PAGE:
Centrale Marseille



e m m m a n u e l . d a u c e @ c e n t r a l e - m a r s e i l l e . f r

Institut de Neurosciences des Systèmes
Inserm UMR1106
Faculté de médecine
Aix-Marseille Université
27, Bd Jean Moulin
13005 Marseille cédex
(00-33) 4 91 05 47 30



HDR (2016) Mémoire / Présentation

Thème de recherche

Emmanuel Daucé is associate professor at the Ecole Centrale de Marseille, doing his research in Computational Neuroscience at the Institut de Neurosciences des Systèmes (France), a joint research unit (Inserm/ CNRS / Aix-Marseille Université). His research lies at the crosssroad of machine learning, artificial intelligence and neuroscience, seeking to develop innovative computational models and methods though remaining consistent with the principles of biological systems.

He graduated from the Ecole Nationale Supérieure d'Electronique, d'Electrotechnique, d'Informatique et d'Hydraulique de Toulouse (1995), and obtained a Ph.D in Knowledge Representation and Formal reasoning from the Ecole Nationale Supérieure de l'Aeronautique et de l'Espace (2000), under the supervision of Bernard Doyon (Inserm) and Manuel Samuelides (ISAE), on learning and plasticity in artificial neural networks with random recurrent connectivity graphs ( Daucé et al, 1998 ). He contributed to extend the model to multiple populations (Daucé et al. ,2001), and spatio-temporal sequence learning (Daucé et al., 2002).
He joined the Institut des Sciences du Mouvement in Marseille in 2001, where he contributed to develop neurally plausible reinforcement schemes in closed-loop control systems (Daucé, 2004, Daucé and Dutech, 2010), address spike-timing dependent plasticity in balanced networks of spiking neurons (Henry et al, 2006, Daucé, 2014) and develop models of dynamic retention in discrete neural-fields (Daucé, 2004).
He more recently joined Viktor Jirsa's group at the Institut de Neurosciences des Systèmes, at the Faculté de Médecine de La Timone (Marseille), where he contributed to develop on-line learning methods for non-stationary data streams - adapted to the case of Brain Computer Interfaces (Daucé and Thomas, 2014), and participated in modelling brain non-stationarities with simple neural-mass dynamics on large-scale connectivity graphs (Golos et al., 2015).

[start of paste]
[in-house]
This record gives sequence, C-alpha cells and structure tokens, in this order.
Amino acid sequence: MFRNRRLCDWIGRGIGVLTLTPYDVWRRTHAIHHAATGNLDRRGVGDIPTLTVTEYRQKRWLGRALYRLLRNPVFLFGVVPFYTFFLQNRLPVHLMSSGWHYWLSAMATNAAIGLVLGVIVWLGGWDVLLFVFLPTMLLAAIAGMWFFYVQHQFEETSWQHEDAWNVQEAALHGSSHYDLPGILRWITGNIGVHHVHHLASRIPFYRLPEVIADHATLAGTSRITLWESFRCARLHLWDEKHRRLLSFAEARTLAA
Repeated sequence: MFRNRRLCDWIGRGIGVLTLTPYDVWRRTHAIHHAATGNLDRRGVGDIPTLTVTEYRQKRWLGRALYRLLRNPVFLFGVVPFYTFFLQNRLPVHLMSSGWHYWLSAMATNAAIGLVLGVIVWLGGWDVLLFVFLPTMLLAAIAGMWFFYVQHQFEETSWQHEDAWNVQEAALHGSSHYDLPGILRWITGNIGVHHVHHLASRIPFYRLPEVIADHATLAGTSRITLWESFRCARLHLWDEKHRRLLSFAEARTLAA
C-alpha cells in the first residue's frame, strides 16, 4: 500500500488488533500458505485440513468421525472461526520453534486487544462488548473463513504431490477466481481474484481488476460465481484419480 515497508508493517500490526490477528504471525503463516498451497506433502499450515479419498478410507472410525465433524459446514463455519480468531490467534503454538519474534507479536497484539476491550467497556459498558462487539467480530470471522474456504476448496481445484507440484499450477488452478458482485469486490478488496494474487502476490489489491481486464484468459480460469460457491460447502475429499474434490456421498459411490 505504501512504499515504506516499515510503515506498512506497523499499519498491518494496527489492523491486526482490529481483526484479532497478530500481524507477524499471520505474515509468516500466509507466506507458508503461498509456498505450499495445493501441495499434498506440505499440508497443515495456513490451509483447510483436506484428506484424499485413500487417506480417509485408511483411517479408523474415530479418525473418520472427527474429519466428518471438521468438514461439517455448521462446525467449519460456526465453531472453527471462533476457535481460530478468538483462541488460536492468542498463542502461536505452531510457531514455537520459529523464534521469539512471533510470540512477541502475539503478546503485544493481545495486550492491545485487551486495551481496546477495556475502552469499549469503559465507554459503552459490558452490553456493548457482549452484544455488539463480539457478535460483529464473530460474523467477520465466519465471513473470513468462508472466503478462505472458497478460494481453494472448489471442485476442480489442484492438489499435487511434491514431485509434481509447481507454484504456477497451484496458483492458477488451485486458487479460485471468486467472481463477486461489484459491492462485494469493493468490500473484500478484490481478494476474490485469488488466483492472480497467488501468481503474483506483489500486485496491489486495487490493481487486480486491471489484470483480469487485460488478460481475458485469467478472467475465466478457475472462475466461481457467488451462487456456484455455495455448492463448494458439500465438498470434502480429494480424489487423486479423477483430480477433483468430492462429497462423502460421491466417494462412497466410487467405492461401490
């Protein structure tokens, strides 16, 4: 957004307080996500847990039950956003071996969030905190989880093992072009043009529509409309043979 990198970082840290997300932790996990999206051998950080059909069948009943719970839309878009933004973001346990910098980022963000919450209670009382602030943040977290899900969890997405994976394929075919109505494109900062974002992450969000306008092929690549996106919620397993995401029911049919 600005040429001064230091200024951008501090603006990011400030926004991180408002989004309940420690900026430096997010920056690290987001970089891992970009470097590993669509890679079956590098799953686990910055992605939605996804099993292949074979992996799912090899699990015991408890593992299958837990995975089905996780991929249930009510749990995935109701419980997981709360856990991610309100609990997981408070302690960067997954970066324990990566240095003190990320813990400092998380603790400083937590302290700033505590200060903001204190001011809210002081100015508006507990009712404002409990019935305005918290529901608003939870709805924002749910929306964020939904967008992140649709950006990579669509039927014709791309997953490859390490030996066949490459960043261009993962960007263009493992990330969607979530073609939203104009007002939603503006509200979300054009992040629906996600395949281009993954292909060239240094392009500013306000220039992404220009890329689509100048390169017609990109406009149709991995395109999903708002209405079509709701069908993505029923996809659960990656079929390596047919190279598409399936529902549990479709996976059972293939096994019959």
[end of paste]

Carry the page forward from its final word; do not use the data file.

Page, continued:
HDR : apprentissage et contrôle dans les architectures neuronales

The brain, beyond its primary sensori-motor and regulation functions, is an outstanding adaptive system, capable of developping novel responses in novel situations. The principles of machine learning, a fast-developping domain, are at stake for a better understanding of the learning processes in the brain. Computational models of learning have provided several success stories, from which the "layered neural networks" are the most famous ones. This HDR dissertation presents different kinds neural networks models, displaying a more strict obedience to the biological constraints, in particular regarding the recurrent aspect of the neuronal interaction graph, the discreteness of the signals emitted by the neurons and the local aspect of the plasticity rules that govern the synaptic changes. We show in particular how recurrent neural networks organize their sensory input in different regions, how the the synaptic plasticity drives the network toward a more "simple" collective activity, allowing a better separation and prediction of the sensory stimuli, and how motor learning can rely on matching motor primitives with sensory data to organize the physical environment. Several projects are proposed, aiming at expanding some of those ideas into large-scale brain activity models, or also for the design of brain-computer interfaces.

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